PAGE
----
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Keywords: Java, scripting languages, JVM

Title: Groovy In Action

Author: Dierk Koenig et al

Publisher: Manning

ISBN: 1932394842

Media: Book

Level: Some Java recommended

Verdict: Excellent. Highly recommended.


It is increasingly important to differentiate between Java the programming language and Java the platform. While there have long been other languages that have targeted the platform, the best known being Jython - a version of the Python language that compiled down to Java byte code to be executed by the Java Virtual Machine (JVM) - recent moves have seen the emergence of 'official' support for scripting languages (JavaScript, for example), JRuby, Sun's own JavaFX and more. From being a single language, multi-OS environment, the Java platform is increasingly both multi-language and multi-OS. And in this new eco-system the Groovy language seems to be thriving nicely.

Groovy is, to quote from its home page, 'an agile dynamic language for the Java Platform'. What this means in practice is explained in some detail by 'Groovy In Action', a big book in every sense of the word. It begins with the assumption that the reader is familiar with both the Java language and the platform, and from there proceeds to explore the new world of Groovy programming.

Groovy offers many of the benefits claimed for Ruby - higher levels of abstraction, concision, less boiler-plate code, closures, mixins, elements of functional programming, dynamic programming features and so on. However, unlike Ruby, Groovy has a syntax and a structure that is immediately obvious to a Java programmer. Furthermore Groovy enables mixed programming - it can make full use of existing Java classes and packages, (including the full set of standard Java libraries), and Java code can (mostly) make full use of Groovy classes in turn.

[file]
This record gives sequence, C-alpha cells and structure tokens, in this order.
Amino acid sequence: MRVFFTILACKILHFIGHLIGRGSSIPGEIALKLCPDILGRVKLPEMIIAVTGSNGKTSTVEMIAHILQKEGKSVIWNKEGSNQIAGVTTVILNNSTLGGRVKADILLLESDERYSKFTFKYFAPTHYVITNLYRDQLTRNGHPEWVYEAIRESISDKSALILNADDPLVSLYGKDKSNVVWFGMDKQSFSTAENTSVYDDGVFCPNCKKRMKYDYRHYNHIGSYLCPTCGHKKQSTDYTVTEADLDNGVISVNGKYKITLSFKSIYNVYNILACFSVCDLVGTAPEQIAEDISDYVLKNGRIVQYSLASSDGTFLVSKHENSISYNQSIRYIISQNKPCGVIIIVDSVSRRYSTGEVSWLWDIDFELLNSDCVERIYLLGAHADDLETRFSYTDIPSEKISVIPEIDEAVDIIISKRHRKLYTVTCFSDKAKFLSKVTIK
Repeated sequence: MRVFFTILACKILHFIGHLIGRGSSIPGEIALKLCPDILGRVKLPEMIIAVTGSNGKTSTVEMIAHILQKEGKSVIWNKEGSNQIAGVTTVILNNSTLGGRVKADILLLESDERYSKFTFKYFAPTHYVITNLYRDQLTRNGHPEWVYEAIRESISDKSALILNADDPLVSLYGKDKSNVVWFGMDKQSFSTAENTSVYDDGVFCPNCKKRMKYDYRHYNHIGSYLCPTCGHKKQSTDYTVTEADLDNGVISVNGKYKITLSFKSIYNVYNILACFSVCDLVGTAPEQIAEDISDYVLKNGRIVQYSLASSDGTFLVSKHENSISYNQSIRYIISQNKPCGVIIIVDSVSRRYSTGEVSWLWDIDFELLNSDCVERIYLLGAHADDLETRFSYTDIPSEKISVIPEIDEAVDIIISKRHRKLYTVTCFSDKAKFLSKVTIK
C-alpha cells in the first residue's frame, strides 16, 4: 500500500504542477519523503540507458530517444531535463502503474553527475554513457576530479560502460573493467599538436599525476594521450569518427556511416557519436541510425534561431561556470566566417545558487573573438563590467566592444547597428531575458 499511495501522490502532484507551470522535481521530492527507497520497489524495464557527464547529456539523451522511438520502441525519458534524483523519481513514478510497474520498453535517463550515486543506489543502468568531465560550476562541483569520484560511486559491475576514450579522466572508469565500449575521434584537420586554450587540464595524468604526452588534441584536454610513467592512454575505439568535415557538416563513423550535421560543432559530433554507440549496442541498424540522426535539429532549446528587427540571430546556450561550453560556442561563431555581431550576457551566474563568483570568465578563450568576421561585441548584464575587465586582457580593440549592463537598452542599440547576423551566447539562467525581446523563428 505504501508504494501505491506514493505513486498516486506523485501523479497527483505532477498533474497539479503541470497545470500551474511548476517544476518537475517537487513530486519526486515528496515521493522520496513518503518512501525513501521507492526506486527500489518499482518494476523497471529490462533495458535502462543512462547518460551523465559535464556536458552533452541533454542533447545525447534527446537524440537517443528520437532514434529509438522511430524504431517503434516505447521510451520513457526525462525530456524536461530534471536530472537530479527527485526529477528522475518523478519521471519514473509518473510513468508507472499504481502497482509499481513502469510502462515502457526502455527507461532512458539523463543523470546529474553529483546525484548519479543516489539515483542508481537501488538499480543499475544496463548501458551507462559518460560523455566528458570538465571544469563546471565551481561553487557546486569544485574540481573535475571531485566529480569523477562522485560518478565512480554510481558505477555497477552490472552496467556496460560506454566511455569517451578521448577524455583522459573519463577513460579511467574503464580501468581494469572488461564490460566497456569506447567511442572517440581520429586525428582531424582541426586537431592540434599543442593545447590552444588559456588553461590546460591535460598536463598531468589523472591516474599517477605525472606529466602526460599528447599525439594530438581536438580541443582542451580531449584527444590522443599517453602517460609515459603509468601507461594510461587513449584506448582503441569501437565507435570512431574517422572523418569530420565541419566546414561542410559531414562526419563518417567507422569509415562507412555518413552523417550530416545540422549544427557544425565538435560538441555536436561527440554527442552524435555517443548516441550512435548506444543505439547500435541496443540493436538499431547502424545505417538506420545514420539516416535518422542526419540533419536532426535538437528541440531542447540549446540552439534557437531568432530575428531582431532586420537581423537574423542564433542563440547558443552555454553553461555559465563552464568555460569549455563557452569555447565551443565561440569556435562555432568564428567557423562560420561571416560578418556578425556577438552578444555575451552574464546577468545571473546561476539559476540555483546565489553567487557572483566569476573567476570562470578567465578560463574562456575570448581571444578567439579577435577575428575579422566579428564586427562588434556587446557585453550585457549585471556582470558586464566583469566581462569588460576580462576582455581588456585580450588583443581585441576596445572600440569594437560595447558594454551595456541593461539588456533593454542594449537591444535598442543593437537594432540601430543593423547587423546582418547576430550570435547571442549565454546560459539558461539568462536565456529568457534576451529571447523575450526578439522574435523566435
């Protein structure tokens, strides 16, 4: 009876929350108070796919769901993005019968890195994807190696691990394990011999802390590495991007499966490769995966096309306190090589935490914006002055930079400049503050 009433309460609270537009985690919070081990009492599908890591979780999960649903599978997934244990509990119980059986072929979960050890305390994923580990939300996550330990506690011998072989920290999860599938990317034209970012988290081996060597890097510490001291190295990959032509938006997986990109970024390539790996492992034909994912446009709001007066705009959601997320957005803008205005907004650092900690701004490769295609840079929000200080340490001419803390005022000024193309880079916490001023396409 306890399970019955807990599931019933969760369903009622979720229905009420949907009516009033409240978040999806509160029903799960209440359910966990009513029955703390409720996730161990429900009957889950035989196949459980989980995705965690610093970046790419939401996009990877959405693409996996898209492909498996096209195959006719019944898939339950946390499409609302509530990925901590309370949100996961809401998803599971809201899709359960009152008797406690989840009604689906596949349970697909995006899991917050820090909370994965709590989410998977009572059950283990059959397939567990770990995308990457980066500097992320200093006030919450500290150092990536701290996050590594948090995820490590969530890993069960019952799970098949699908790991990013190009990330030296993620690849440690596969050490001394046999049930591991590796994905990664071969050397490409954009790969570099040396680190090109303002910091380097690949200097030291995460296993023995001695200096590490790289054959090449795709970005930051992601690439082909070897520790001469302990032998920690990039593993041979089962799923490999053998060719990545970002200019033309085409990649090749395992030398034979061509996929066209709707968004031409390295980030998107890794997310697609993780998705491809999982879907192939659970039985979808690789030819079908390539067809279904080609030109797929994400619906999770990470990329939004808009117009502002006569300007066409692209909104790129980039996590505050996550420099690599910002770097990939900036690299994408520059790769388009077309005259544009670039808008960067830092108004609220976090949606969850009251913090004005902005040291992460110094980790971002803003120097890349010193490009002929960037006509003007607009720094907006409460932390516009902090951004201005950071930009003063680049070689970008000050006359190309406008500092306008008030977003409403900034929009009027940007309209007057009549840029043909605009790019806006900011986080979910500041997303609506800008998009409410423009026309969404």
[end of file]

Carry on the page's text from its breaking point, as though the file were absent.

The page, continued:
The first part of the book explores the Groovy language, doing a good job of showing the reader all of the gee-whiz features that make it different to Java. The point is that this isn't just Java with fewer key-strokes (though it's certainly possible to use it that way). Groovy's support of closures, for example, is intuitive and powerful and offers a facility that plain old Java is currently lacking.

Having successfully toured the language, the second part of the book dives into the Groovy libraries, in particular Builders, database programming, XML, integration and the GDK. As with Java, there's a lot more to Groovy than just the syntax and program structure, the libraries provide high-levels of functionality to address common programming problems.

The final part of the book looks at Groovy in action day-to-day, from opening up the Ant build tool to unit testing to COM integration under Windows to introducing the Grails framework. In the same way that Rails was the lure to Ruby for many programmers, the Grails web application framework is enticing developers to take a look at what Groovy has to offer.

Aside from the intrinsic interest in the subject matter, it has to be said that this is a book that is very readable, engaging and it does a great job of slotting Groovy into the broader world of software development. Of course it asks provokes questions as well as answering them. For example, there's a huge clamour to add closures to the Java language at the moment (as part of Java 7). With Groovy around this reader at least wonders why anyone would want to complicate the core Java language yet again?

Overall this is highly recommended.

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Contents © TechBookReport 2007. Published June 11 2007